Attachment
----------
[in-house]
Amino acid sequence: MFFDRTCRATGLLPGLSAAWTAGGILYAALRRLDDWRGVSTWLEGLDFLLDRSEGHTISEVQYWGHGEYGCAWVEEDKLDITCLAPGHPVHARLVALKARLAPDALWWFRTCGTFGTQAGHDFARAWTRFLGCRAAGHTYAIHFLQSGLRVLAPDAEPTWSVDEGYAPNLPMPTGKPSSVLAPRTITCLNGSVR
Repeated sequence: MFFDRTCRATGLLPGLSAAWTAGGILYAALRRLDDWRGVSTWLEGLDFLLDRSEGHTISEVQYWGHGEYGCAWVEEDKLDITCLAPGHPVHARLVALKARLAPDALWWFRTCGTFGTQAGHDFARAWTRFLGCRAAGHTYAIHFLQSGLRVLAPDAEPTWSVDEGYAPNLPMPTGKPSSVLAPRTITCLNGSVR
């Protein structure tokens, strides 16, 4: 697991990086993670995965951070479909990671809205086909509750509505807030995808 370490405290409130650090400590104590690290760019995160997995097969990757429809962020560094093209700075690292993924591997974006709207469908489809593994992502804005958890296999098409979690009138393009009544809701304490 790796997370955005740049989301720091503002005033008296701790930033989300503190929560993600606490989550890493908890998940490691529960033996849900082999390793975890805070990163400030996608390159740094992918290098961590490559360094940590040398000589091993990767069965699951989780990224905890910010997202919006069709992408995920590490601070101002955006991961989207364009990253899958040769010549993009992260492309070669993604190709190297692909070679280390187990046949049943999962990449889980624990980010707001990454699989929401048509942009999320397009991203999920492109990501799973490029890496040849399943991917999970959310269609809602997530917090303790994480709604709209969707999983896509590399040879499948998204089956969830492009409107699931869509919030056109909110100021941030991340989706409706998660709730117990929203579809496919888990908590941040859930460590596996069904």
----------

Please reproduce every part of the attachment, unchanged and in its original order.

[in-house]
Amino acid sequence: MFFDRTCRATGLLPGLSAAWTAGGILYAALRRLDDWRGVSTWLEGLDFLLDRSEGHTISEVQYWGHGEYGCAWVEEDKLDITCLAPGHPVHARLVALKARLAPDALWWFRTCGTFGTQAGHDFARAWTRFLGCRAAGHTYAIHFLQSGLRVLAPDAEPTWSVDEGYAPNLPMPTGKPSSVLAPRTITCLNGSVR
Repeated sequence: MFFDRTCRATGLLPGLSAAWTAGGILYAALRRLDDWRGVSTWLEGLDFLLDRSEGHTISEVQYWGHGEYGCAWVEEDKLDITCLAPGHPVHARLVALKARLAPDALWWFRTCGTFGTQAGHDFARAWTRFLGCRAAGHTYAIHFLQSGLRVLAPDAEPTWSVDEGYAPNLPMPTGKPSSVLAPRTITCLNGSVR
């Protein structure tokens, strides 16, 4: 697991990086993670995965951070479909990671809205086909509750509505807030995808 370490405290409130650090400590104590690290760019995160997995097969990757429809962020560094093209700075690292993924591997974006709207469908489809593994992502804005958890296999098409979690009138393009009544809701304490 790796997370955005740049989301720091503002005033008296701790930033989300503190929560993600606490989550890493908890998940490691529960033996849900082999390793975890805070990163400030996608390159740094992918290098961590490559360094940590040398000589091993990767069965699951989780990224905890910010997202919006069709992408995920590490601070101002955006991961989207364009990253899958040769010549993009992260492309070669993604190709190297692909070679280390187990046949049943999962990449889980624990980010707001990454699989929401048509942009999320397009991203999920492109990501799973490029890496040849399943991917999970959310269609809602997530917090303790994480709604709209969707999983896509590399040879499948998204089956969830492009409107699931869509919030056109909110100021941030991340989706409706998660709730117990929203579809496919888990908590941040859930460590596996069904």